||One of my favorite graduate courses at Berkeley is Math 251, a one-semester course in ring theory offered to second-year level graduate students. I taught this course in the Fall of 1983, and more recently in the Spring of 1990, both times focusing on the theory of noncommutative rings. This book is an outgrowth of my lectures in these two courses, and is intended for use by instructors and graduate students in a similar one-semester course in basic ring theory.
Ring theory is a subject of central importance in algebra. Historically, some of the major discoveries in ring theory have helped shape the course of development of modern abstract algebra. Today, ring theory is a fertile meeting ground for group theory (group rings), representation theory (modules), functional analysis (operator algebras), Lie theory (enveloping algebras), algebraic geometry (finitely generated algebras, differential operators, invariant theory), arithmetic (orders, Brauer groups), universal algebra (varieties of rings), and homological algebra (cohomology of rings, projective modules, Grothendieck and higher /("-groups). In view of these basic connections between ring theory and other branches of mathematics, it is perhaps no exaggeration to say that a course in ring theory is an indispensable part of the education for any fledgling algebraist.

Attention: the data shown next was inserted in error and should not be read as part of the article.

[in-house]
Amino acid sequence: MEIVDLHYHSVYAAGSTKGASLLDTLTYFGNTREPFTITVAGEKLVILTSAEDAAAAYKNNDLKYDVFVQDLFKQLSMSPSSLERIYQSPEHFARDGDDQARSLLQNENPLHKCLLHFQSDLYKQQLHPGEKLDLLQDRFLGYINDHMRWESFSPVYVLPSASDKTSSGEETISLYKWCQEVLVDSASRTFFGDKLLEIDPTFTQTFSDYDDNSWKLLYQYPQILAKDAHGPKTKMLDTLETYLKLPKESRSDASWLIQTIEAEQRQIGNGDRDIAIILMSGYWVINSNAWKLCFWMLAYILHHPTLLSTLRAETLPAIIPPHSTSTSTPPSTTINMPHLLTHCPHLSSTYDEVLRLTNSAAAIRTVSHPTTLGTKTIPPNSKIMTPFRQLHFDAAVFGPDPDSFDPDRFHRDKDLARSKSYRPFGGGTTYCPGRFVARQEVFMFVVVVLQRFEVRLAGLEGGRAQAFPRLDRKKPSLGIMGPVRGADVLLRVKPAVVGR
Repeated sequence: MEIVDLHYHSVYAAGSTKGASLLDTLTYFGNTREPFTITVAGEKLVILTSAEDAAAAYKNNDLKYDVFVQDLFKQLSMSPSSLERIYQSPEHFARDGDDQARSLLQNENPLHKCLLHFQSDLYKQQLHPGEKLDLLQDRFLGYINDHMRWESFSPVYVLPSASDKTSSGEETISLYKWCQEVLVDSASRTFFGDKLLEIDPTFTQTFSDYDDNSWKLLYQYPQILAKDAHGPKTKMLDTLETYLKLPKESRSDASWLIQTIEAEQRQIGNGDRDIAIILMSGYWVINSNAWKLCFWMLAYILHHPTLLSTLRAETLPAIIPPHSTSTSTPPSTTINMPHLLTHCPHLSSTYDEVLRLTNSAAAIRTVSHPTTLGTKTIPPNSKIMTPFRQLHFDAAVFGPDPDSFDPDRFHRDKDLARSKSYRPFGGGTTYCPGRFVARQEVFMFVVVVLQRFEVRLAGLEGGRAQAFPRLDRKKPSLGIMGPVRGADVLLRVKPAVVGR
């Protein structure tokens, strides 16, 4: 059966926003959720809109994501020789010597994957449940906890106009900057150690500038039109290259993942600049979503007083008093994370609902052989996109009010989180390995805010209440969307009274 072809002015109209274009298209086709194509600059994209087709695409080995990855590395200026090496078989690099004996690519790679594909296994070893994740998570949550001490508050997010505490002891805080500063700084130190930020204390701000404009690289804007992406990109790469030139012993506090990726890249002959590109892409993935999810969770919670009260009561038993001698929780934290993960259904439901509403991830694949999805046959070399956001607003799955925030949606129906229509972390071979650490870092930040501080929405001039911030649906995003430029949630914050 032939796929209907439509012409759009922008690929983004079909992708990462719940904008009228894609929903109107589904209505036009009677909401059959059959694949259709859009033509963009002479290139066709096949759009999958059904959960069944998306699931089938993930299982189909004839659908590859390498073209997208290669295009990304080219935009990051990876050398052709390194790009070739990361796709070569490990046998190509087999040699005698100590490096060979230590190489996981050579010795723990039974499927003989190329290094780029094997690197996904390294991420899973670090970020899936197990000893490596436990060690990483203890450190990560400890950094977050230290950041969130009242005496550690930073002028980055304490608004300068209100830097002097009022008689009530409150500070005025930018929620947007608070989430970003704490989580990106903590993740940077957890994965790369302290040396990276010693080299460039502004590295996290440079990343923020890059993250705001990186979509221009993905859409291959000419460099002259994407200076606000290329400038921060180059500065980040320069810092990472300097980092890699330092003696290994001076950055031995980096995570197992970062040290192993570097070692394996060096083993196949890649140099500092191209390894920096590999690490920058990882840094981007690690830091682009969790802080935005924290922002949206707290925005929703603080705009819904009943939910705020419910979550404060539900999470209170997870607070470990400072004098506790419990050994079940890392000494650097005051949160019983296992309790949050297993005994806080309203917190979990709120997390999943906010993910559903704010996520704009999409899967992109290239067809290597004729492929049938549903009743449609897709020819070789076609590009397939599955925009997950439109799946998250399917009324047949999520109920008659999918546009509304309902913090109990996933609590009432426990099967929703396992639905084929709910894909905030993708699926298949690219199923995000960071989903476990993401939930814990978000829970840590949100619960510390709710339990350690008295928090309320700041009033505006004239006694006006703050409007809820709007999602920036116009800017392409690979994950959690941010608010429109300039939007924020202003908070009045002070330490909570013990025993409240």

The purpose of my lectures was to give a general introduction to the theory of rings, building on what the students have learned from a standard first-year graduate course in abstract algebra. We assume that, from such a course, the students would have been exposed to tensor products, chain conditions, some module theory, and a certain amount of commutative algebra. Starting with these prerequisites, I designed a course dealing almost exclusively with the theory of noncommutative rings. In accordance with the historical development of the subject, the course begins with the Wedderburn-Artin theory of semisimple rings, then goes on to Jacobson's general theory of the radical for rings possibly not satisfying any chain con-